The whole point is that the system is not predictive. That's the basis of chaotic systems; they're inherently NOT predictive.

I don't know the underlying parameters of the chaotic system because I haven't studied economics in depth. However, it's pretty obvious from looking at business cycles that the system is chaotic, especially considering that no one has been able to predict the market in any consistent way, but there's some degree of stability in the short term for the most part.

Re: Equilibrium versus Market Process

Note that I don't even think it can generate prescriptive or helpful information, either. "We haven't predicted market forces therefore they're unpredictable" is not a helpful "model". That's what I'm getting at. Not even really in a descriptive sense. We already *know* we can't predict the business cycle  at the moment. Making the leap from that to "markets are *inherently* chaotic and unpredictable" and that there's no way for markets to reach a "stable equilibrium" (in a practical real world sense) misses a good deal of underlying econ.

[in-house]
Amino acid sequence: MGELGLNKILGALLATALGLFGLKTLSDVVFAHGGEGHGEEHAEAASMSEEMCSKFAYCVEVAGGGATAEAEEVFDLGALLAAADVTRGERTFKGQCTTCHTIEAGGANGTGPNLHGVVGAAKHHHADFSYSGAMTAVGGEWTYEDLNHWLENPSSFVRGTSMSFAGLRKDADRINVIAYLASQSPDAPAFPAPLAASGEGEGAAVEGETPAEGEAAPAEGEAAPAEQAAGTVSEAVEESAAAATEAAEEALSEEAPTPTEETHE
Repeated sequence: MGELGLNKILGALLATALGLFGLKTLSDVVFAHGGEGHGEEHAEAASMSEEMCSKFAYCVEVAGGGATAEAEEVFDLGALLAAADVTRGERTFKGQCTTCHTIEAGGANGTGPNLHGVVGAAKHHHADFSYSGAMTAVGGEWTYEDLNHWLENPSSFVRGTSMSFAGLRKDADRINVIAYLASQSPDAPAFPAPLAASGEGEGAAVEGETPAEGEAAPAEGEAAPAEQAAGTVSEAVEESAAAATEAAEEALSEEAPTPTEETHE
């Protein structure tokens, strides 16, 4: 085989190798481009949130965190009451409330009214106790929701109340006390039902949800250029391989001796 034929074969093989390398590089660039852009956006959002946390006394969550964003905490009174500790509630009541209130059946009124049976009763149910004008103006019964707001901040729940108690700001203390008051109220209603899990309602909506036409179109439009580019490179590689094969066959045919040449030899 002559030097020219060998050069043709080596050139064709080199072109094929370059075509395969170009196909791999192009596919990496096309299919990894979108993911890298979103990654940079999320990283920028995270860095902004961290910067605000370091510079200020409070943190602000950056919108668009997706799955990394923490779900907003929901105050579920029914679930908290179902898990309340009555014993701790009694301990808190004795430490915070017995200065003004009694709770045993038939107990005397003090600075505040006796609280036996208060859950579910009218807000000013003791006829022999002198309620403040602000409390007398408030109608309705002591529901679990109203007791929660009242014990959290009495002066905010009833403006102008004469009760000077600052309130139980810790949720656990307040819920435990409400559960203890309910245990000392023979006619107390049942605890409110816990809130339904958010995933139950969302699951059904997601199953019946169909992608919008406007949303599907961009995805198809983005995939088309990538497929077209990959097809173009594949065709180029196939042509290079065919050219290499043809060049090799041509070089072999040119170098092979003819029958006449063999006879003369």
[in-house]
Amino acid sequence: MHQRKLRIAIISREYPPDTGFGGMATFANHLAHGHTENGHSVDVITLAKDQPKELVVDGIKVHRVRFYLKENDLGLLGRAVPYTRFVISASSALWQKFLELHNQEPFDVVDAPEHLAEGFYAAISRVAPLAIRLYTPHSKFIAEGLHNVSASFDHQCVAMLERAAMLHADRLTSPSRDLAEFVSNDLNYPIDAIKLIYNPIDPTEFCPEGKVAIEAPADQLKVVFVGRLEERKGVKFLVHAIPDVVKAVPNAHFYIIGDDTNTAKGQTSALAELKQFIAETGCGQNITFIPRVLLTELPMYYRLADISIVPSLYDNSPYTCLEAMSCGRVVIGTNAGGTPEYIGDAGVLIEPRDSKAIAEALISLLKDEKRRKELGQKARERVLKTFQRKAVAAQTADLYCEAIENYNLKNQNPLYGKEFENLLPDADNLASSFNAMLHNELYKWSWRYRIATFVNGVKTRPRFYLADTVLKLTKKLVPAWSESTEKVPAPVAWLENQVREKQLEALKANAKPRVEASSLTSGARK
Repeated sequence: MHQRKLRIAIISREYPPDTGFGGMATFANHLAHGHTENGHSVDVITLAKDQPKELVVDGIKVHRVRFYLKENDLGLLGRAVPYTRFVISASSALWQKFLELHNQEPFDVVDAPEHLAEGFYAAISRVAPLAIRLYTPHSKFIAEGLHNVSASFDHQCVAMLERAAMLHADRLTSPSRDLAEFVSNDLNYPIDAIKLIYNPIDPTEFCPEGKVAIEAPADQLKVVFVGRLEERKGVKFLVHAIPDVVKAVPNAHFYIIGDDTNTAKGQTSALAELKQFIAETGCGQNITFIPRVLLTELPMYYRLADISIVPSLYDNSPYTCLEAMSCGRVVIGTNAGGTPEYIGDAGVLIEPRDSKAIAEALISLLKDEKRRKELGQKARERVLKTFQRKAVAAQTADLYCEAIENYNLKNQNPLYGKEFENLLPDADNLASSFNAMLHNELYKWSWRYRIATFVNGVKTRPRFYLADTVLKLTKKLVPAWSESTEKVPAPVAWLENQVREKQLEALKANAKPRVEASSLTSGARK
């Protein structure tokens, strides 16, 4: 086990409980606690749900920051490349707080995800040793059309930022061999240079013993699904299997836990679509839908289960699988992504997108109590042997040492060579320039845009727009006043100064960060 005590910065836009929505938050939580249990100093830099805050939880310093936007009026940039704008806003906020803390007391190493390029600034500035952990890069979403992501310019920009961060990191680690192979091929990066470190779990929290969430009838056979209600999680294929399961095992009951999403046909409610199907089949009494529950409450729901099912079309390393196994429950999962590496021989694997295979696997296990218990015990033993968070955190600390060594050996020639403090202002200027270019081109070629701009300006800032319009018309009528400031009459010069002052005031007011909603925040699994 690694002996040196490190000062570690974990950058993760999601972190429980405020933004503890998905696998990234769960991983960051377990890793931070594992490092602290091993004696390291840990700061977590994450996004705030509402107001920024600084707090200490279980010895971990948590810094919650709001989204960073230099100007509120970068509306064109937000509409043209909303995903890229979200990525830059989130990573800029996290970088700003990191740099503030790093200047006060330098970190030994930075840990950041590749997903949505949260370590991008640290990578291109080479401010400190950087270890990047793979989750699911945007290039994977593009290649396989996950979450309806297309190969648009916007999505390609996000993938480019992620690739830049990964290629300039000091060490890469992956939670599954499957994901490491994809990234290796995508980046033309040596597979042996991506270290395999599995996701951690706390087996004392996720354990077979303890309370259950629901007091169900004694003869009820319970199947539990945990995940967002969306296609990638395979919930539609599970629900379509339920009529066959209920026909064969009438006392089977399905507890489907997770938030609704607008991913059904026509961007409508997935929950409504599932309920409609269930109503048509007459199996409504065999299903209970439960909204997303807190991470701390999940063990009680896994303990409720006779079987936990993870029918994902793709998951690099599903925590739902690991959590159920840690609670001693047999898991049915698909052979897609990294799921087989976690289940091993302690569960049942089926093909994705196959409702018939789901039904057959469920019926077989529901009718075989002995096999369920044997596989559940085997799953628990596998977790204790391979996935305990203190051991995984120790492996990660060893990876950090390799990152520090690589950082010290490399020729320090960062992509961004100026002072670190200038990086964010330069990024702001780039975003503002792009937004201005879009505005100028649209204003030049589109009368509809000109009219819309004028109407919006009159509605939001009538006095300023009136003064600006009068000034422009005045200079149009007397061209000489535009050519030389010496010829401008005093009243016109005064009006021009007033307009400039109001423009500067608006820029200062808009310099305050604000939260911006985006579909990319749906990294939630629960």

Re: Equilibrium versus Market Process

Business cycles are unpredictable perturbations, but not evidence for chaos. Chaos implies determinism. Moreover, you cannot isolate the starting conditions from which parameter modifications lead to a business cycle. In fact, almost no one other than the RBCT proponents believe that business cycles are an intrinsic economic phenomenon.